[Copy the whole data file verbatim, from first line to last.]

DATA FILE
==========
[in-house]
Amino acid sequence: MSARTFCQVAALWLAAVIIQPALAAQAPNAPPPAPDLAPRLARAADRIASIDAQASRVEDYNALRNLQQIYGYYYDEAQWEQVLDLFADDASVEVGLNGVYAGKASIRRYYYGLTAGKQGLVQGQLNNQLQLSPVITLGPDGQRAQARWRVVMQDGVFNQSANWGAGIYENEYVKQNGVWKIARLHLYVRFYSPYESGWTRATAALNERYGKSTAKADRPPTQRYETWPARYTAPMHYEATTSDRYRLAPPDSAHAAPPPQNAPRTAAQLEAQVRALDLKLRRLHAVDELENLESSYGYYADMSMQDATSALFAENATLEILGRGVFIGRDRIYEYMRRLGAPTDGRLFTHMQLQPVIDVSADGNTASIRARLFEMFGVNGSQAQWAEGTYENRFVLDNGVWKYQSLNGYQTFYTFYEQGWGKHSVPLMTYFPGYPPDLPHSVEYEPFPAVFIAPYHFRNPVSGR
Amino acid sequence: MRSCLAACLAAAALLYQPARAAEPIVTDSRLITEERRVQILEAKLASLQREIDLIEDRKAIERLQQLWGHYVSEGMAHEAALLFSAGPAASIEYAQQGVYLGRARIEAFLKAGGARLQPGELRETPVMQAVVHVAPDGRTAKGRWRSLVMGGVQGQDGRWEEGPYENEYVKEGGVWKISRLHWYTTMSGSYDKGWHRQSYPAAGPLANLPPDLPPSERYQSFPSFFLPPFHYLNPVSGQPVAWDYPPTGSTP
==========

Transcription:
[in-house]
Amino acid sequence: MSARTFCQVAALWLAAVIIQPALAAQAPNAPPPAPDLAPRLARAADRIASIDAQASRVEDYNALRNLQQIYGYYYDEAQWEQVLDLFADDASVEVGLNGVYAGKASIRRYYYGLTAGKQGLVQGQLNNQLQLSPVITLGPDGQRAQARWRVVMQDGVFNQSANWGAGIYENEYVKQNGVWKIARLHLYVRFYSPYESGWTRATAALNERYGKSTAKADRPPTQRYETWPARYTAPMHYEATTSDRYRLAPPDSAHAAPPPQNAPRTAAQLEAQVRALDLKLRRLHAVDELENLESSYGYYADMSMQDATSALFAENATLEILGRGVFIGRDRIYEYMRRLGAPTDGRLFTHMQLQPVIDVSADGNTASIRARLFEMFGVNGSQAQWAEGTYENRFVLDNGVWKYQSLNGYQTFYTFYEQGWGKHSVPLMTYFPGYPPDLPHSVEYEPFPAVFIAPYHFRNPVSGR
Amino acid sequence: MRSCLAACLAAAALLYQPARAAEPIVTDSRLITEERRVQILEAKLASLQREIDLIEDRKAIERLQQLWGHYVSEGMAHEAALLFSAGPAASIEYAQQGVYLGRARIEAFLKAGGARLQPGELRETPVMQAVVHVAPDGRTAKGRWRSLVMGGVQGQDGRWEEGPYENEYVKEGGVWKISRLHWYTTMSGSYDKGWHRQSYPAAGPLANLPPDLPPSERYQSFPSFFLPPFHYLNPVSGQPVAWDYPPTGSTP